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Concerning a summary for Synge's Riders to the Sea, eNotes Question and Answer section is not really a place for lengthy summaries, if that's what you mean by "full text" summary. If you mean a summary of the "full text" of the play, I can give you a short summary of the play.
The play involves an Irish peasant family living on a barren island. The action opens with two sisters receiving evidence that might possibly have belonged to their brother who has been missing at sea for nine days. They temporarily hide the evidence from their mother, because they don't want to disturb their mother until they know for sure that it is their brother Michael's property.
The girls' other brother (Bartley) wants to go to sea, too. The matriarch of the family (Maurya) doesn't want him to to go. She has already lost her husband and other sons to the sea, and she doesn't want to lose the last one. In short, he goes anyway, but doesn't even make it down the trail to the sea. Maurya, trying to head him off in order to give him his forgotten lunch, sees Michael's ghost riding on the horse behind Bartley, and receives the news shortly thereafter (back at the cottage) that Bartley fell off of his horse into the sea and drowned.
The evidence turns out to, indeed, be Michael's, and now Bartley is dead, too. Maurya now finds a kind of terrible peace. She now has nothing left that the sea can take from her. She has nothing left to lose.
Of course, this summary does not in any way do the play justice. The text is full of Aran Island dialect, abounds in Greek and Irish mythology, and closes with an extremely poignant scene, and much more.
The play takes place on an island west of Ireland.
After Nine days of constant grieving for her missing son, Michael, old
Maurya is fallen into a restless sleep. Her daughter, Cathleen, is busy
with household tasks, when another daughter, Nora, slips quietly into
the kitchen with a bundle given her by the young priest. It contains
part of the clothes taken from the body of a drowned man far in the
north. They have been sent to the family for identification, since the
clothes may belong to her missing brother.
The girls go to open the package but then decide to hide it in case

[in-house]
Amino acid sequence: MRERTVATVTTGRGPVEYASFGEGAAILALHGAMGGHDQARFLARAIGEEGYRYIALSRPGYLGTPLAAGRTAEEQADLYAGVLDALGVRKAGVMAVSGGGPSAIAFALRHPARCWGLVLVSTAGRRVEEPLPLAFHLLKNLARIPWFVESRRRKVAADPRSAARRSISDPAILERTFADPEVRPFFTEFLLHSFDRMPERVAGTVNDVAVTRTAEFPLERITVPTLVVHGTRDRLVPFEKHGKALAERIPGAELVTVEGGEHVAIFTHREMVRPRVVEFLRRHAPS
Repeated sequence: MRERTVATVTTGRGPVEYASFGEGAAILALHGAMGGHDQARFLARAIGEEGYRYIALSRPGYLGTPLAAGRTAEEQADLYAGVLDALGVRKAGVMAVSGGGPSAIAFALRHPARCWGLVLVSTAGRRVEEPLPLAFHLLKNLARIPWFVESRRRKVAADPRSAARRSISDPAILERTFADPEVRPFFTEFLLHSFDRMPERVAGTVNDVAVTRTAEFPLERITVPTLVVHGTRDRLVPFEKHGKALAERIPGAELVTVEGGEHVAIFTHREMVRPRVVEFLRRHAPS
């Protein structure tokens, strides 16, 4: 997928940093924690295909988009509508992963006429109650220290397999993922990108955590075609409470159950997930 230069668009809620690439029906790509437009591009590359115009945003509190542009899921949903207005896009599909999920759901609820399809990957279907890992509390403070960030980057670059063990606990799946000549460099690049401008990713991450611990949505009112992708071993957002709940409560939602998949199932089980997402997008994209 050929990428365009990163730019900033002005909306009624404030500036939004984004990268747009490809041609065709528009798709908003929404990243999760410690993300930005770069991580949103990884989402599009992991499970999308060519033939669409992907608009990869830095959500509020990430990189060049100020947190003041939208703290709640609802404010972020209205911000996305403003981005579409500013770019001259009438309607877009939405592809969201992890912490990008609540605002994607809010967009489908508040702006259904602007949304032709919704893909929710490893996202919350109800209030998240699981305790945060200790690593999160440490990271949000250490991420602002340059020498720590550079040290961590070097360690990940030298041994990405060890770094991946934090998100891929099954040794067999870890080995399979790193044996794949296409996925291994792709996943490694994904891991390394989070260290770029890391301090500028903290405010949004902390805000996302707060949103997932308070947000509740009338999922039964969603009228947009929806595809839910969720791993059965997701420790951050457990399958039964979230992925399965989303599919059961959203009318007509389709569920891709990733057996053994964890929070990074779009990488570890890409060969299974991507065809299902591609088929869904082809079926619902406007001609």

their mother, who is waking up, should come in and see them crying.
Maurya enters. After the sea had claimed the lives of her husband
and four eldest sons, Maurya tries to discourage Bartley, her last
living son, from going to Connemara to sell a horse, which was the
trip Michael took when he died. But Bartley insists that he will cross
the mainland in spite of winds and high seas.
Mad and aggravated at Bartley for not listening to her pleas, Maurya
allows him to go, however, without her blessing. Cathleen and Nora
persuade their mother to chase Bartley with the food they forgot to
give him and to give him her blessing regardless of her fears. While
she is gone the girls open the package. Nora recognizes her own
stitching in one of the socks, and immediately knows that the owner
of the clothes was indeed her brother, Michael. Their only comfort is
the hope that his body has been given a good Christian burial where
it was washed up.
Maurya returns horrified with a vision she has seen of Michael riding
on the horse behind Bartley. She claims that the vision proves that
her fear of Bartley’s death is being realized. When her daughters
show Maurya the clothes her only response is that the boards she
bought for Michael’s coffin will serve for Bartley instead.
As Maurya speaks the neighboring women enter keening. The Men
follow shortly, carrying the body of Bartley who has been knocked off
a cliff into the waves by the horse he was intending to sell. The play
closes on the note of Maurya’s accepting surrender to the sea, and
to the course of life: “They’re all gone now and there isn’t anything
mire the sea can do to me… No man at all can be living forever and
we must be satisfied.”
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